Students drop by the fresh food table of the Koala Pantry on Columbia College’s campus in South Carolina. (Photo: Courtesy of Columbia College)

ATLANTA – “On days that I was away from home from 7:00 a.m. to 6:00 p.m., I didn’t worry about eating because of the Koala Pantry. When my family’s refrigerator broke for weeks I was able to eat well. Without this resource, I would not have been able to complete either semester.”

Food insecurity on college campuses is often a hidden problem because students do not want to admit they are in need…until colleges establish free or low-cost food ministries and discover how many students use them.

Columbia College in South Carolina was one of seven colleges that received Global Ministries’ grants last year to develop pantries or other means of supplying food and hygiene supplies for students. The colleges receiving grants, made possible by Human Relations Sunday offerings, were all United-Methodist related institutions with significant numbers of enrolled students of color with diverse racial and ethnic backgrounds.

At Columbia College’s Koala Pantry, some students who frequented the pantry disclosed that they would not have been able to continue their college education without it. For students without reserve income for basic necessities, it is difficult to focus on being a full-time student while working to scrape together an income.

“The Koala Pantry has been one of my favorite services on campus,” noted another Columbia student. “I have used it many times, along with several of my teammates, when we needed to grab a quick snack between classes and practices. As a volunteer at the Koala Pantry this past spring semester (2023), I also witnessed how much good it does for many other students. I noticed that many rely on the pantry’s supply throughout the week.”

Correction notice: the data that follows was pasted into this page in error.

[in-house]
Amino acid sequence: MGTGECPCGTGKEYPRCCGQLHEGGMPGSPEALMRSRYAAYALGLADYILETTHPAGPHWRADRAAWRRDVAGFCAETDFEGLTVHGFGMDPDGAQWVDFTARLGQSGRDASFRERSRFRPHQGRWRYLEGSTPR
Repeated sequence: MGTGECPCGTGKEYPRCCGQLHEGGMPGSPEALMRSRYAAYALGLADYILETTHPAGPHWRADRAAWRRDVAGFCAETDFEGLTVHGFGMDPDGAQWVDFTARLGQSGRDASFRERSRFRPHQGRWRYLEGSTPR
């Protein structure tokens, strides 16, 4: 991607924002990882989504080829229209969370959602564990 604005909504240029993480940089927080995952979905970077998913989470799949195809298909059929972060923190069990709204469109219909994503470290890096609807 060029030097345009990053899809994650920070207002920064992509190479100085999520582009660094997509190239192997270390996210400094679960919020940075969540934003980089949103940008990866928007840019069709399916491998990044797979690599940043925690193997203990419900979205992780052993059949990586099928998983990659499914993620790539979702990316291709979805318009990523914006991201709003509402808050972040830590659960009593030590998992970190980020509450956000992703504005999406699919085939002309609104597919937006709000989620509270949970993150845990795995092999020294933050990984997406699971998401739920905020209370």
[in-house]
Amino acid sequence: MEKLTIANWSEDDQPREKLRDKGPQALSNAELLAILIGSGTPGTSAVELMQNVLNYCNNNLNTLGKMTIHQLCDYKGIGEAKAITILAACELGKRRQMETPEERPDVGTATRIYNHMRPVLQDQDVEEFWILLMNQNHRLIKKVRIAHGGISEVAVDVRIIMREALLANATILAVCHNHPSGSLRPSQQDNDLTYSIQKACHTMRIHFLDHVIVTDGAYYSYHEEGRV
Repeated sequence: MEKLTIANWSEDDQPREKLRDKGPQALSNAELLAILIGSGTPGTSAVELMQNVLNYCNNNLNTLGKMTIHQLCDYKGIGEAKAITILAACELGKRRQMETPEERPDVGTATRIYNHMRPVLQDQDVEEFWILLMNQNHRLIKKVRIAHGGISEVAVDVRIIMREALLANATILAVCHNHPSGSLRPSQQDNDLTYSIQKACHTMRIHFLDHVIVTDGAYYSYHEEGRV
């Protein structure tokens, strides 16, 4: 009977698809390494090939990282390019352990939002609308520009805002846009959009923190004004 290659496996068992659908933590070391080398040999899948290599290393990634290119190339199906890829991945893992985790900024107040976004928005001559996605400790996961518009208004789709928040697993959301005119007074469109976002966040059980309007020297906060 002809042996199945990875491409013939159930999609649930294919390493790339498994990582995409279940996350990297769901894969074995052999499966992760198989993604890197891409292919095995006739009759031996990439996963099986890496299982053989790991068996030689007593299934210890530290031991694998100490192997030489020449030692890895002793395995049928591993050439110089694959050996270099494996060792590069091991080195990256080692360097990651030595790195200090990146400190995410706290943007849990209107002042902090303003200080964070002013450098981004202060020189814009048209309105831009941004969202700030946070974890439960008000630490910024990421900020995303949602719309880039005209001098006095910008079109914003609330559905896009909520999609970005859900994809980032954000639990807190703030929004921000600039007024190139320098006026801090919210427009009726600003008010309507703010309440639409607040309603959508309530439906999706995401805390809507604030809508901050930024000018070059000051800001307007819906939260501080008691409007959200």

Essential partners provide support

While the grants were used to set up or refurbish existing pantries, these full-time ministries need full-time partners to keep supplies stocked and volunteers working. All of the grantees last year fostered additional resources to keep their pantries viable throughout the year.

At Greensboro College in the Western North Carolina Conference, Tyler Smith, a former student, current theological student and the Greensboro College Community Service coordinator, notes a number of ways they found to support their new Pride Pantry, one of three available on the campus.

Greensboro College works with its athletic teams and honors societies to host food drives to support the pantries. In addition, they partner with Spartan Open Pantry, hosted by College Place United Methodist Church in Greensboro, to give students access to a larger food pantry that provides hot meals throughout the week.

“We hope to shine a spotlight on food insecurity on college campuses and we also plan to offer educational opportunities for our staff to discover more about the issue and make a difference in students’ lives,” Smith noted in a video about the Pride Pantry.

Emory and Henry College in Virginia opened the Stinger’s Supply Shelf a couple years ago and its Bonner scholar program helps to coordinate the pantry operation. Appalachian Center for Civic Life helps to supply volunteers. The campus food vendor, Sodexo, maintains the food supply and churches and individuals donate hygiene supplies.

A student volunteer stocks the Stinger Supply Shelf with hygiene products at Emory and